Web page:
Little Blue Creek Canyon project extended additional nine months

Citing Glenwood Canyon closures last year 

[  By Katherine Nettles  ]

The highway improvement project along US Highway 50 between Gunnison and Montrose that has created full and partial road closures for almost two years along Little Blue Creek Canyon has been extended until next summer. The announcement came after a stakeholder meeting last month and authorities are expecting the project to be completed in July 2023 instead of the originally scheduled November 2022. The four-mile project and associated closures are expected to shut down in late fall again once winter weather begins and to resume in the spring.

“Because of extended I-70 Glenwood Canyon closures in the summer of 2021, the project was delayed, and work will now extend into summer 2023,” according to a press release issued on July 22. Construction began in 2020 and “was anticipated to last two years.”

Traffic impacts will continue to include alternating one-way lane daytime closures Monday through Friday from 6:30 a.m. to 7:30 p.m., full roadway closures occurring through the night Monday through Thursday from 7:30 p.m. through 6:30 a.m. and full roadway openings with two-way traffic on weekends from 7:30 p.m. on Friday through Monday at 6:30 a.m. Estimated delay times during roadway opening windows are between 35 minutes to one hour.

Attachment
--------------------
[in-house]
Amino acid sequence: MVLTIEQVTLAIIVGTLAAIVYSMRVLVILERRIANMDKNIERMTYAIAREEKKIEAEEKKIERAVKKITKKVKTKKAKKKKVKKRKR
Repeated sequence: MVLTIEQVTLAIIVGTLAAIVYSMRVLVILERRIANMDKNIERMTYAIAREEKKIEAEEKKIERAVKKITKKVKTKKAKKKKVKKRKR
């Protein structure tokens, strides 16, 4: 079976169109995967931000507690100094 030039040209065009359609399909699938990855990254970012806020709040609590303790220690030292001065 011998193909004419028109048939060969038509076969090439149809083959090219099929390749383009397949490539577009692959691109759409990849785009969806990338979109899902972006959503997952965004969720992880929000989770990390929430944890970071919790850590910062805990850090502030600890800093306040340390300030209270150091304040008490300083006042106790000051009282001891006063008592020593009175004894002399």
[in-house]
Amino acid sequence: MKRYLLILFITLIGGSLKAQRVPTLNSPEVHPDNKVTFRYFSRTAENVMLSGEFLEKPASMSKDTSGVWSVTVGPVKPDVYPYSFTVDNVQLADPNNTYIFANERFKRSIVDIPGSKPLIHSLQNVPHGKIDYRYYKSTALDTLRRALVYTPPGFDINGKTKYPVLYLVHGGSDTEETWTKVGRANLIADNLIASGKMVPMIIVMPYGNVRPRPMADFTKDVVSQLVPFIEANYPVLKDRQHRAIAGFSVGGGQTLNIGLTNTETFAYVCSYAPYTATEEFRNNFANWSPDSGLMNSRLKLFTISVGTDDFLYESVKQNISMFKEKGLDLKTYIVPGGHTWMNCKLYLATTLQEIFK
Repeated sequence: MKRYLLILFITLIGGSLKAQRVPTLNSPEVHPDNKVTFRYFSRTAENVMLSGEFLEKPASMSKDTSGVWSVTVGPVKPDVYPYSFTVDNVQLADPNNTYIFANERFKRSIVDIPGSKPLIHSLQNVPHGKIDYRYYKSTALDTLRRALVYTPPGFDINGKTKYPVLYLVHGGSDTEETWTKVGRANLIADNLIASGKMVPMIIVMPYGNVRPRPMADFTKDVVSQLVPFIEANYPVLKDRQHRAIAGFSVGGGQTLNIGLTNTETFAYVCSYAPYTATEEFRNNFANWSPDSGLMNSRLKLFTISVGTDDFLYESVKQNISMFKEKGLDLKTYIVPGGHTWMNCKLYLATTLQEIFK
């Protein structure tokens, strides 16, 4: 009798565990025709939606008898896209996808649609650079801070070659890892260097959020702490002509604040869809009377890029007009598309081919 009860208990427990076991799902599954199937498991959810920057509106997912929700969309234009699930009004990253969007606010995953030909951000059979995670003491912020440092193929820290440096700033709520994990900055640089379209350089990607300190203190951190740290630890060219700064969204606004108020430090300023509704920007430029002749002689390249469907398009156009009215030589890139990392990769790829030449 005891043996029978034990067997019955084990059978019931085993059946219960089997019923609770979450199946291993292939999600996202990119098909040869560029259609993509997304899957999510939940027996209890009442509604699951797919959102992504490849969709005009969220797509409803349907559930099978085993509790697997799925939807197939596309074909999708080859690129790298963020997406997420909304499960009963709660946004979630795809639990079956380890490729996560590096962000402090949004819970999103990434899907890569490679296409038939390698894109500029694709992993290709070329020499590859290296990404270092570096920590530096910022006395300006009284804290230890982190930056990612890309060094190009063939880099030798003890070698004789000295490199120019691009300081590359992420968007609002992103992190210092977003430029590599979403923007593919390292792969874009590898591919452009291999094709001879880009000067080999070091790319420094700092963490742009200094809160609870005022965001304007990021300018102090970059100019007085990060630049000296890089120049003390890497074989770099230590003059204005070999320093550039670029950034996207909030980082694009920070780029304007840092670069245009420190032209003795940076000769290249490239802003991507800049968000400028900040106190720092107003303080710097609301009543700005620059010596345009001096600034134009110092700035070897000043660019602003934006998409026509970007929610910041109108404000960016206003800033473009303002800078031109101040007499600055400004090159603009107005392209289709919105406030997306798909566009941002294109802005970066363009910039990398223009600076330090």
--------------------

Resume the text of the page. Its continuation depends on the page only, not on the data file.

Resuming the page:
“Improvements are focused on safety on the important rural highway, including realignment and widening U.S. 50 to two 12-foot travel lanes with two 4-foot wide paved shoulders. This work is essential to improve safety for motorists traveling through Little Blue Creek Canyon, which currently has narrow lanes and sharp turns,” according to the Federal Highway Administration.

“Lengthy closures are required in order to complete the project, as crews must conduct rock blasting and removal. ACC will continue to work in partnership with Federal Highway Administration, Central Federal Lands Highway Division (FHWA-CFLHD) and the Colorado Department of Transportation (CDOT) to minimize impacts on local communities as much as possible.”

Current project work includes roadway excavation and embankment work; rock wall installation; wildlife and snow fence installation; and cross culvert work being done mostly at night.

The $40 million project is being conducted through a partnership with the FHWA and CDOT. The Colorado Federal Lands Access Program is providing a $20 million grant and CDOT is providing the matching $20 million. Communications specialist for the project, Mavis Fitzgerald of Project Resource Studio, said the delays have not caused any project cost increase at this point. 

The project is also in cooperation with the U.S. Forest Service, Grand Mesa Uncompahgre and Gunnison National Forests, U.S. Bureau of Land Management and the National Park Service. Following recent stakeholder meetings, Fitzgerald reported that more than 50 people attended. Aside from some technical difficulties, she said the main concern expressed was from hauler/truckers who have not been able to bring oversized loads through the project zone. “We cannot accommodate oversized loads and they are complaining about it (for the duration of the project). It is a safety issue,” commented Fitzgerald. She said once the project is complete these loads will be allowed but only with proper permitting.

Additional project information can be found at

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